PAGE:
Growing food and fiber entails the use of fertilizer and irrigation systems and results in land clearing. These side effects of agriculture can lead to regime shiftsor tipping points which include desertification, salinisation, water degradation, and changes in climate due to altered water flows from land to atmosphere. As human populations shift to more meat-heavy diets, trade of agricultural products increases, and demand for biofuels grows, the pressure on agricultural systems is mounting. The challenge is to figure out how to meet these demands and keep the ecosystem functions that underpin productivity working. So say researchers who will participate in a symposium, Tipping points in the biosphere: Agriculture, water, and resilience during the Ecological Society of Americas Annual Meeting.
Tipping points occur when an ecosystem is overwhelmed by the demands placed on it and can no longer function the way it did before. In other words, it loses its resiliency which ultimately can lead to land that is rendered useless for growing crops.
Elena Bennett (McGill University), organizer of the symposium, says that we need to better understand large scale regime shifts in order to develop policies that sustain, rather than degrade, the very systems upon which humanity depends.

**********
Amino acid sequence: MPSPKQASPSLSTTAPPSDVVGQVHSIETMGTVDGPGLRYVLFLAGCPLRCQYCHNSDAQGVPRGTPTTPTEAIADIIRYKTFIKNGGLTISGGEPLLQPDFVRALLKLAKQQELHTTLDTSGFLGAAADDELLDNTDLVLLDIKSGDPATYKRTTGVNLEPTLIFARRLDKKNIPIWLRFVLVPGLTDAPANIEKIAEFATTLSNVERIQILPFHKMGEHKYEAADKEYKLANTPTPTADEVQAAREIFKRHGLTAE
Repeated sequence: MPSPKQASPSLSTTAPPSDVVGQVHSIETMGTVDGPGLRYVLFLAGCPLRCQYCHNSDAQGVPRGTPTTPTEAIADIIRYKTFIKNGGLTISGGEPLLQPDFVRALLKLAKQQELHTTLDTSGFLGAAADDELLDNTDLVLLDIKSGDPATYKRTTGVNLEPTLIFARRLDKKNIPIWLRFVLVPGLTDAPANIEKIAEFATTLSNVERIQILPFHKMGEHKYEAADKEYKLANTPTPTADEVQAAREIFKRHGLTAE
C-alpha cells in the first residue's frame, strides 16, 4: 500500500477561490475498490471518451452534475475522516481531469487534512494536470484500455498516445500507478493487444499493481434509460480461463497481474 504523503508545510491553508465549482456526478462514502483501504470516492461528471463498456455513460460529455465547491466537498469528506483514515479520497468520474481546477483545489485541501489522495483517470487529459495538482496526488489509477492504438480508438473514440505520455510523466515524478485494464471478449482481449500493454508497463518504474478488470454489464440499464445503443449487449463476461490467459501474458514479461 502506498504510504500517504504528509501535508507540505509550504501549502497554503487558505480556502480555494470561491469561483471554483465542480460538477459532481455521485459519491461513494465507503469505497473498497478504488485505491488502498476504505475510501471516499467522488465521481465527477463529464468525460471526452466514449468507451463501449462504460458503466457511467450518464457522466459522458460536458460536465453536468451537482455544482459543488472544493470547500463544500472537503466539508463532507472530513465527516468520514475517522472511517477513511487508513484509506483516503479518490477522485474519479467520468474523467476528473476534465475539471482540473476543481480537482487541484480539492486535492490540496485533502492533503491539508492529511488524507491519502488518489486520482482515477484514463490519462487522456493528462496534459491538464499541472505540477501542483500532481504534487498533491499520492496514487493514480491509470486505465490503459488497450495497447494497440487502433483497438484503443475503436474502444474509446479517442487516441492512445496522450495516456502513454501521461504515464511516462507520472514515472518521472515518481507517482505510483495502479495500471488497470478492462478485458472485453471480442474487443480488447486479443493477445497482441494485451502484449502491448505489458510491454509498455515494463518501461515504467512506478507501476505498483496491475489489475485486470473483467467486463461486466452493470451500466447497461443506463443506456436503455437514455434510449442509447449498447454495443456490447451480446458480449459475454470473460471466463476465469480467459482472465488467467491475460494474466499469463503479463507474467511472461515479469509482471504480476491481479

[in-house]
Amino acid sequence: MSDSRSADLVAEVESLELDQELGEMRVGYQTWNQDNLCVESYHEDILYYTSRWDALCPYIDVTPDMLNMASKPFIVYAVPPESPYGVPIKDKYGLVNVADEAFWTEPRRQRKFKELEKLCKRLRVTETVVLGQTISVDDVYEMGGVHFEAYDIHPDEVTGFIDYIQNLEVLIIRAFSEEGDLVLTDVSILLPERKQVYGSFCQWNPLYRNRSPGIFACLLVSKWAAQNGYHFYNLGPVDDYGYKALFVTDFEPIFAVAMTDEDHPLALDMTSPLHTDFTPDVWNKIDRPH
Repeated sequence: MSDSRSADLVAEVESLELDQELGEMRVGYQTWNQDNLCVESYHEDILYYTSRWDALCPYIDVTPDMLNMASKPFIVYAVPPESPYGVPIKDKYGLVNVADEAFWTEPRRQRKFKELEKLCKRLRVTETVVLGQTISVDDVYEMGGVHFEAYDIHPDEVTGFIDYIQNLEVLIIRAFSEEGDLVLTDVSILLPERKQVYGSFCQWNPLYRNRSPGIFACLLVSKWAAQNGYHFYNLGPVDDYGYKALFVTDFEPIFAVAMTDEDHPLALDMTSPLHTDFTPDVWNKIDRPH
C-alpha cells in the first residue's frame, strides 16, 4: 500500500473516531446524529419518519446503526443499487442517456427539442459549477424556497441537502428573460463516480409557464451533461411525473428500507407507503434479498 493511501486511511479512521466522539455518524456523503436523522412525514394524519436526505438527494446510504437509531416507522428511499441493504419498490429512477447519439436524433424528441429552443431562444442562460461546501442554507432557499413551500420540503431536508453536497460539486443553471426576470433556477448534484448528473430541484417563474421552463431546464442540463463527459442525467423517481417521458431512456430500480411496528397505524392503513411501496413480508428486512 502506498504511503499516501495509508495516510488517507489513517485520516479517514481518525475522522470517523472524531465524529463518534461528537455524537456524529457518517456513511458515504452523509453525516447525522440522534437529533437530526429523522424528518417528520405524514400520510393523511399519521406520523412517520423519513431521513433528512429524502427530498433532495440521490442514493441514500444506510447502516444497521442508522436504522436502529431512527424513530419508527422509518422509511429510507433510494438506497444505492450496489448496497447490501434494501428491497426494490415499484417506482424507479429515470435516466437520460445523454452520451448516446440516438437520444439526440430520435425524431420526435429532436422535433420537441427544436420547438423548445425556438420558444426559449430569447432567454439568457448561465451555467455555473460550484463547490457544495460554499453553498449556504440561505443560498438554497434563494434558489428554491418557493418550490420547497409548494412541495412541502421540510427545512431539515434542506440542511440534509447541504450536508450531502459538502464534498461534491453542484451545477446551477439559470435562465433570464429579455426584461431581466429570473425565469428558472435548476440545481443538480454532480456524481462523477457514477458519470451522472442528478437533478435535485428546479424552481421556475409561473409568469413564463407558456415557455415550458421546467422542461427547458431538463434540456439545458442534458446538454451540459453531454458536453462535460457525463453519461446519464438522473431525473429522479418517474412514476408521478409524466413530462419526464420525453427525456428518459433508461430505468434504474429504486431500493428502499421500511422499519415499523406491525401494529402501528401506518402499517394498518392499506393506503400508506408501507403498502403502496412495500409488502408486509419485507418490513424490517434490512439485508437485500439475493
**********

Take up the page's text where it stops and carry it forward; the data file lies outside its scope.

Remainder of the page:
One of the reasons agricultural landscapes are so prone to regime shifts is that our management of them has tended to focus exclusively on improving one type of ecosystem service (e.g. food production, fiber production, biofuels production) at the cost of all others, explains Bennett.
She notes that agriculture is now one of the main driving forces of global environmental change. Bennett and other presenters in this session have identified potential tipping points related to water and agriculture that could have major global consequences.